Shelley: I’m sure there were earlier pieces for school or fun but I started what I consider to be my first real story when I was sixteen, during computer class on a Wednesday afternoon. Intergalactic Heroine for Hire featured a teenage heroine who looked remarkably like my best friend at the time and she even had the same name. Sharon was accidentally transported to another world where she had to defeat a bunch of brain eating aliens before she was able to return home. It was another ten years before I finished that first draft and it was pretty bad, I must say. One day I hope to go back to it and see what my matured writer’s brain can do with the story.
I am a perpetual dreamer, my head in the clouds most of the time as I explore what if scenarios. I think that is an essential part of being a fiction writer, especially when it comes to writing speculative fiction. I fuel my imagination by reading as widely and as often as I can, losing myself in other authors’ imaginary worlds. As for planning, I get an idea and start jotting down notes and then I get to a point where I feel reading to start writing. I have been trying to plan more but often find the story carries me away on a new tangent as I write it. Love it when that happens.
For me, holding my first book in my hands and knowing that I created it was a huge highlight. That a publisher had seen something in my story and been willing to release it to the world was an amazing feeling. I’d had plenty of family and friends tell me my stories were good, but the vindication of having a complete stranger, someone in the industry, tell me they thought I could write was a big confidence booster.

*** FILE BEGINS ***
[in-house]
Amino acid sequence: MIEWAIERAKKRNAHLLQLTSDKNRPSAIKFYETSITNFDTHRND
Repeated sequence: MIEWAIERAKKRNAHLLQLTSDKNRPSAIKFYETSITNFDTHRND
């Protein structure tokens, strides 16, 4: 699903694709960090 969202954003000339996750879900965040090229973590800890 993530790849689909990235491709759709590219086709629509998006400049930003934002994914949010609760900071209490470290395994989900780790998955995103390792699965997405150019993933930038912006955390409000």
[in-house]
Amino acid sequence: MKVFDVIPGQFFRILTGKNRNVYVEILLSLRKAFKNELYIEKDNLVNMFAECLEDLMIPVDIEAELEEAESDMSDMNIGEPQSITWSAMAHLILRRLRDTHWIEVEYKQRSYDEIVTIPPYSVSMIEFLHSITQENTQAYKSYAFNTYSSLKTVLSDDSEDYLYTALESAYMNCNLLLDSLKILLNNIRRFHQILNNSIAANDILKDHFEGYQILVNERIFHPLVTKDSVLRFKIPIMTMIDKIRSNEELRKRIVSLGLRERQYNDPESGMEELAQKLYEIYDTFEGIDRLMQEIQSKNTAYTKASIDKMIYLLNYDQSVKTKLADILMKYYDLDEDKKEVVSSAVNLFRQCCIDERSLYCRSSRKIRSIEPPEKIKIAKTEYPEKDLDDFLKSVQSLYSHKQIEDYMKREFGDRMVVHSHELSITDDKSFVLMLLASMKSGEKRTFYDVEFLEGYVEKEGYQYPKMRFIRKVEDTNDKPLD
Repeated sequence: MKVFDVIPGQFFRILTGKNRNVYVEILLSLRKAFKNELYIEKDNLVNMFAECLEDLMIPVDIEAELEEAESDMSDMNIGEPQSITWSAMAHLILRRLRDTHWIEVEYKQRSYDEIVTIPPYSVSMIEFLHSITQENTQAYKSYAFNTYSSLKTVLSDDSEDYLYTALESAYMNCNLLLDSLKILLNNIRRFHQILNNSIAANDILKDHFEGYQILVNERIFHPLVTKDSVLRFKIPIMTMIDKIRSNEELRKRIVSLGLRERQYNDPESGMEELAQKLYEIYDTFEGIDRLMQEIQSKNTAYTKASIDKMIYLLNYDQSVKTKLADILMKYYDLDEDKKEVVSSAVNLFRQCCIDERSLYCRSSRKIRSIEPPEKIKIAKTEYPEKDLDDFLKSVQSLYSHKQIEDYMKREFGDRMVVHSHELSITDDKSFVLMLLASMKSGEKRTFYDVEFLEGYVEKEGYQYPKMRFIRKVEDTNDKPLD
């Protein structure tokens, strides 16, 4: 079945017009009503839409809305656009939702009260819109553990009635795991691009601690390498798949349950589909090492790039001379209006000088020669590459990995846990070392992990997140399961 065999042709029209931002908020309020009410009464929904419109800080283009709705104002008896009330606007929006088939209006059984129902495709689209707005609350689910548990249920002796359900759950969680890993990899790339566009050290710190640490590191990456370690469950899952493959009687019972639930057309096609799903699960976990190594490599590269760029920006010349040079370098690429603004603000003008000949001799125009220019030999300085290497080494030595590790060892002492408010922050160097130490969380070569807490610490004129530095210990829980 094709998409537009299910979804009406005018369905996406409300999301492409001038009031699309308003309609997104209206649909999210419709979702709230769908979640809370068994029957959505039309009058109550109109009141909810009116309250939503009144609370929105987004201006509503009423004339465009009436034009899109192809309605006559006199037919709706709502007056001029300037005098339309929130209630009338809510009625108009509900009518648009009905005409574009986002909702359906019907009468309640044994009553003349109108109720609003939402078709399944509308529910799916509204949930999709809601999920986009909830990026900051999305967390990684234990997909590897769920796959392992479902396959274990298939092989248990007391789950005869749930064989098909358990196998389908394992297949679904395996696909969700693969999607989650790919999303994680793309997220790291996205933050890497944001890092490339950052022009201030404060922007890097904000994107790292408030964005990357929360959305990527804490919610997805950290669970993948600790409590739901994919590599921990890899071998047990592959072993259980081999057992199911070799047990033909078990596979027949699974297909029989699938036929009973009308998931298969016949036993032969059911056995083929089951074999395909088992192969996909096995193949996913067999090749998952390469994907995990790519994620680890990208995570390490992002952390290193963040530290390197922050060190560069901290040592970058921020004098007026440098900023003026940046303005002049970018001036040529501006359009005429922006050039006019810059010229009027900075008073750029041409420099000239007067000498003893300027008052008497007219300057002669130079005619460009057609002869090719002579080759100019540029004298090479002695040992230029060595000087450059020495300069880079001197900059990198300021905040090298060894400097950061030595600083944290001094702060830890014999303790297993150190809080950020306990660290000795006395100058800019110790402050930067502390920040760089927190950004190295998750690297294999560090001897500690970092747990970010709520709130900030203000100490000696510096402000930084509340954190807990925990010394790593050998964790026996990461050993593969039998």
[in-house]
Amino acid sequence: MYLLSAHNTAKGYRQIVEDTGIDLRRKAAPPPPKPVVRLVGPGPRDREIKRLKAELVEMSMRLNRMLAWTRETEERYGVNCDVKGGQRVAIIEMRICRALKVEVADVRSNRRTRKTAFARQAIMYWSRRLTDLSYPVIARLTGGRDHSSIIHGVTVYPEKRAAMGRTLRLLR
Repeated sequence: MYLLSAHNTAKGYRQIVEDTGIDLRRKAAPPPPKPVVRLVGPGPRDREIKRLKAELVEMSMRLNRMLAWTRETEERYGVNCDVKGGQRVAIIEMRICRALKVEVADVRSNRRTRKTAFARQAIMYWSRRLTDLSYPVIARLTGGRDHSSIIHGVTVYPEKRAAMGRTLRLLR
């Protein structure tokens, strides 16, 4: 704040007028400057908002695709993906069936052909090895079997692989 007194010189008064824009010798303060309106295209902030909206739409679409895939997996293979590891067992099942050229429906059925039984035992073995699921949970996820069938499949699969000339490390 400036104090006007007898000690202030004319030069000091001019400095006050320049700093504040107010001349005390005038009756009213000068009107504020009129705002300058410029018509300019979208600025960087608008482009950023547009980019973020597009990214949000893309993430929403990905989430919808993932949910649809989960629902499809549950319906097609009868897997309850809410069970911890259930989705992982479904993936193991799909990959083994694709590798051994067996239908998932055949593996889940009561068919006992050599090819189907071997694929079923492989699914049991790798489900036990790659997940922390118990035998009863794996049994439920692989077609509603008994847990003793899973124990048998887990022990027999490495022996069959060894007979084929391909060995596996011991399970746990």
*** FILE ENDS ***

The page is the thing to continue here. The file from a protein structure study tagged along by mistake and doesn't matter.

I’ve been working on a paranormal fantasy novella series and am currently revising the fourth in the series. I’m also eagerly waiting for the release of Dark Justice, my first book to be published with Odyssey Books, and jotting down notes for more books set in the same world.
We have all been there. We all have ups and downs with our writing careers and experience moments of self-doubt and can benefit from advice from those who are further along than us. So find your tribe, writers you like and trust to join you on your writing journey. I have made friends with some amazing people at writing festivals and other events over the years. We now share our stories for critique, give help when needed and receive it in return. In my experience, authors love helping other authors, so get out of your writing cave and find people you admire, like and respect and you will become part of a wonderful community.
RED. Bold and vibrant. I love the brightness and the way it captures the attention. Red is the ultimate extrovert, a contrast to my introverted nature. I have a red kettle, toaster, handbag and flask. Even my filing cabinet is red.